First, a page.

The title of executive is an attractive title for many due to the obvious benefits of being a top earner and being highly respected inside and outside your organization, especially the title of Chief Executive Officer (CEO).  However, do you know the responsibility of an executive?

The executive director the MIT Leadership Center Hal Gregersen wrote an article Bursting the CEO Bubble in the March-April 2017 Harvard Business Review.  Gregersen explains why executives should talk less and ask more questions.  He starts his article by saying, “When you’re the CEO of a large organization—or even a small one—your greatest responsibility is to recognize whether it requires a major change in direction.”

If you are leading any group of people, this blog will help you develop strategies to help you thrive as an executive.  Any head leadership position, especially CEO, can be filled with many opportunities and threats.  CEO of Charles Schwab Walt Bettinger explained his “number one challenge” of being a CEO takes two forms: “people telling you what they think you want to hear, and people being fearful to tell you things they believe you don’t want to hear.”

In this same article cofounder of Infosys and recently a senior Indian government official Nandan Nilekani said, “If you’re a leader, you can put yourself in a cocoon—a good-news cocoon.”  No leader should ever create a culture that doesn’t foster communication.  Amazon’s founder Jeff Bezos said, “When you’re in a box in an office, you’ve got to invent a way out of the box.”  Here are 5 ways mentioned in the article to get out of the box and be the best executive you can be.

1.    Are you asking the right questions?

In the article, former U.S. Defense Secretary Donald Rumsfeld was referenced for his famous phrase of “unknown unknowns.”  Rumsfeld explained, “There are known knowns; there are things we know we know.  We also know there are known unknowns; that is to say we know there are things we do not know.  But there are also unknown unknowns—the ones we don’t know we don’t know.  And…it is latter category that tend to be the difficult ones.”

One of the best ways of getting the right answer is asking the right question.  The best leaders become good at asking the right questions from taking into consideration the thoughts, ideas, and feelings of their team members, associates, clients, etc.

2.    Are you afraid to be wrong?

CEO of Charles Schwab Bettinger stated, “The difference between successful executives and unsuccessful ones is not the quality of their decision making.  Bettinger continued saying, “Each one probably makes good decisions 60% of the time and bad ones 40% of the time—and maybe it’s even 55% to 45%.  The difference ism the successful executive is faster to recognize the bad decisions and adjust, whereas failing executives often dig in and try to convince people that they were right.”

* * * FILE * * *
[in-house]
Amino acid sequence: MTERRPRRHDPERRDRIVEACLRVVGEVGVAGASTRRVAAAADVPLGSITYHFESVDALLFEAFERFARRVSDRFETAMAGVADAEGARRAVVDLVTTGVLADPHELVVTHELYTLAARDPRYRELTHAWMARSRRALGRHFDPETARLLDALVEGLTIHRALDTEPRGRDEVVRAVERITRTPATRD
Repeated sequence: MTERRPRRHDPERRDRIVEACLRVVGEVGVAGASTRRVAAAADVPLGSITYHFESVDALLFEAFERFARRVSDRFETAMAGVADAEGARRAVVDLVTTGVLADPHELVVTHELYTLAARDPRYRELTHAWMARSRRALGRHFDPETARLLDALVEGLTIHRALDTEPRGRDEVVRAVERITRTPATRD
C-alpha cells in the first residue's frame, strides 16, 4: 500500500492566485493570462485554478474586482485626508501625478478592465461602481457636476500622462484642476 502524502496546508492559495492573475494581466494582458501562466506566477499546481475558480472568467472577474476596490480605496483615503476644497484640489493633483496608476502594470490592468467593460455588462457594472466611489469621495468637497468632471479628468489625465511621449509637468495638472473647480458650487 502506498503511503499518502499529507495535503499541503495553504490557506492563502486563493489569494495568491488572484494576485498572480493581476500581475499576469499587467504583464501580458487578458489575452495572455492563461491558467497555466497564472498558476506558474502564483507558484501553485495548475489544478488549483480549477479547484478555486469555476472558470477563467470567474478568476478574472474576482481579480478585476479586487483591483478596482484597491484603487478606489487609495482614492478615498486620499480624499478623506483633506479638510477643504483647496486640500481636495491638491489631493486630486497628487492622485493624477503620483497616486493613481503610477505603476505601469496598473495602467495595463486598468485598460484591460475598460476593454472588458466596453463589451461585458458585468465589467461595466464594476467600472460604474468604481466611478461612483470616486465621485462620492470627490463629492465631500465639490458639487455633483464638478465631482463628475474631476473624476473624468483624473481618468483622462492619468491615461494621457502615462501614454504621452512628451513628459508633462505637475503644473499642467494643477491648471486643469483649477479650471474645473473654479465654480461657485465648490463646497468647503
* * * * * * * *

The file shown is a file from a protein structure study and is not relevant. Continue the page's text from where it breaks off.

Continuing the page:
The greatest leaders aren’t afraid to make mistakes.  Matter of fact, they are fearful of never making a mistakes.  All leaders understand that development and advancement is dependent on learning from their mistakes.

3.     Are making yourself uncomfortable?

The article referenced author Joseph Campbell when he said, “Where you stumble, there lies your treasure.  The very cave you are afraid to enter turns out to be the source of what you are looking for.”

When a leader finds constant comfort, it should be a sign that something needs changing.  To constantly grow and develop as an executive is priceless.

4.    Are you being quiet?

An executive is thought to be a person that is loud and boisterous.  And we have seen many leaders that lead this way.  But the mark of a great leader is if he or she possesses the unique trait of being uncharacteristically quiet.  Greek philosopher Epictetus said, “We have two ears and one mouth so that we can listen twice as much as we speak.”

In all of Gregersen research he discovered, “The need to work on being quieter came up again and again in my interviews with CEOs.”  The cofounder and former CEO of VMware and senior vice president and a board member of Google Diane Greene said, “Quiet time is the key to clear thinking and increases the likelihood of asking the right questions.”

Great leaders know listening is the start of new and fresh ideas, thoughts, inspirations, motivations, insights, ingenuities, opportunities, and dreams.

5.    Are you developing good habits?

Gregersen explained president of Pixar and Disney Animation Studios Ed Catmull success.  Gregersen said, “Catmull likewise worries about the ‘dangerous disconnect’ that afflicts top managers when they consistently fail to ‘step up to the boundary’ of what they know and what they don’t know.  Determined not to let Pixar down in that way, he’s designed a whole set of institutions and practices to ‘systematically fight complacency.’” 

If you are going to succeed as a leader, you must develop good habits.  I challenge you today to start developing good habits of listening, stepping out of your comfort zone, and receiving input from anyone invested in your success as a leader.

How are leading the people that are following you?  Please leave a comment below, send me a tweet on Twitter, or leave a comment on Facebook.


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